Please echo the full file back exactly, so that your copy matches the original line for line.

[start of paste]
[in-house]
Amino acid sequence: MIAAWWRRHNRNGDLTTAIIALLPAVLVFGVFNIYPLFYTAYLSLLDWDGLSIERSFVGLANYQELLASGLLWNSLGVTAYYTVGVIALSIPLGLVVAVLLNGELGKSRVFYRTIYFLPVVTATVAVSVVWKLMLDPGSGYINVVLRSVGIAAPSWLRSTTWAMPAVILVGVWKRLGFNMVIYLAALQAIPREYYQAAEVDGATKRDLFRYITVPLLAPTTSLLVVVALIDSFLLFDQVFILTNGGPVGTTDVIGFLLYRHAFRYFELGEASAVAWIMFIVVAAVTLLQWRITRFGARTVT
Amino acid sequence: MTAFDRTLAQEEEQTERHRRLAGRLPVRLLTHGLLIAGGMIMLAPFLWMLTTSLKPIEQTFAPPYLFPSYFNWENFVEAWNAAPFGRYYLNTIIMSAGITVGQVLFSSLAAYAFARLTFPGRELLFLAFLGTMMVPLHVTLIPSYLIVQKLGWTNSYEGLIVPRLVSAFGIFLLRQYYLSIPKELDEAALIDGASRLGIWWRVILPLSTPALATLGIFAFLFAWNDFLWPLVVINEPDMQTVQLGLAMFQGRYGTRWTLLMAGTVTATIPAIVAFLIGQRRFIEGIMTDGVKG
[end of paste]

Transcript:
[in-house]
Amino acid sequence: MIAAWWRRHNRNGDLTTAIIALLPAVLVFGVFNIYPLFYTAYLSLLDWDGLSIERSFVGLANYQELLASGLLWNSLGVTAYYTVGVIALSIPLGLVVAVLLNGELGKSRVFYRTIYFLPVVTATVAVSVVWKLMLDPGSGYINVVLRSVGIAAPSWLRSTTWAMPAVILVGVWKRLGFNMVIYLAALQAIPREYYQAAEVDGATKRDLFRYITVPLLAPTTSLLVVVALIDSFLLFDQVFILTNGGPVGTTDVIGFLLYRHAFRYFELGEASAVAWIMFIVVAAVTLLQWRITRFGARTVT
Amino acid sequence: MTAFDRTLAQEEEQTERHRRLAGRLPVRLLTHGLLIAGGMIMLAPFLWMLTTSLKPIEQTFAPPYLFPSYFNWENFVEAWNAAPFGRYYLNTIIMSAGITVGQVLFSSLAAYAFARLTFPGRELLFLAFLGTMMVPLHVTLIPSYLIVQKLGWTNSYEGLIVPRLVSAFGIFLLRQYYLSIPKELDEAALIDGASRLGIWWRVILPLSTPALATLGIFAFLFAWNDFLWPLVVINEPDMQTVQLGLAMFQGRYGTRWTLLMAGTVTATIPAIVAFLIGQRRFIEGIMTDGVKG